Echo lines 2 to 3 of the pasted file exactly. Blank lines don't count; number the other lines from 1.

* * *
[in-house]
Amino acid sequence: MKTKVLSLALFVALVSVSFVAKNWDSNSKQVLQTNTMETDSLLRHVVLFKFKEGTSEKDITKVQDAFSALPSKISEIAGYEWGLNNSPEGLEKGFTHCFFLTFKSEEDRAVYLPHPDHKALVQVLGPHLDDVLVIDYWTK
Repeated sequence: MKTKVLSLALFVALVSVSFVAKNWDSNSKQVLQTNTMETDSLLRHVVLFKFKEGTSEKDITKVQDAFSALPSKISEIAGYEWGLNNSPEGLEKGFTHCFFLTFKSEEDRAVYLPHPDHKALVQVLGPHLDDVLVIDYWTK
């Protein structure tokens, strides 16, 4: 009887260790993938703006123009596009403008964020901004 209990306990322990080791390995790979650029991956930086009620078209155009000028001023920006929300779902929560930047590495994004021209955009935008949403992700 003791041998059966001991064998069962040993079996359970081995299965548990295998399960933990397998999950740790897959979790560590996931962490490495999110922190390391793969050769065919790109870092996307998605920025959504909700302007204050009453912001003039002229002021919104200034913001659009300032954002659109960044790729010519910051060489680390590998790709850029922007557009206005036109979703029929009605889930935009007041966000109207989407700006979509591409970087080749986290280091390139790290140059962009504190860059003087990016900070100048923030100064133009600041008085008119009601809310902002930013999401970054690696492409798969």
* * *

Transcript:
Amino acid sequence: MKTKVLSLALFVALVSVSFVAKNWDSNSKQVLQTNTMETDSLLRHVVLFKFKEGTSEKDITKVQDAFSALPSKISEIAGYEWGLNNSPEGLEKGFTHCFFLTFKSEEDRAVYLPHPDHKALVQVLGPHLDDVLVIDYWTK
Repeated sequence: MKTKVLSLALFVALVSVSFVAKNWDSNSKQVLQTNTMETDSLLRHVVLFKFKEGTSEKDITKVQDAFSALPSKISEIAGYEWGLNNSPEGLEKGFTHCFFLTFKSEEDRAVYLPHPDHKALVQVLGPHLDDVLVIDYWTK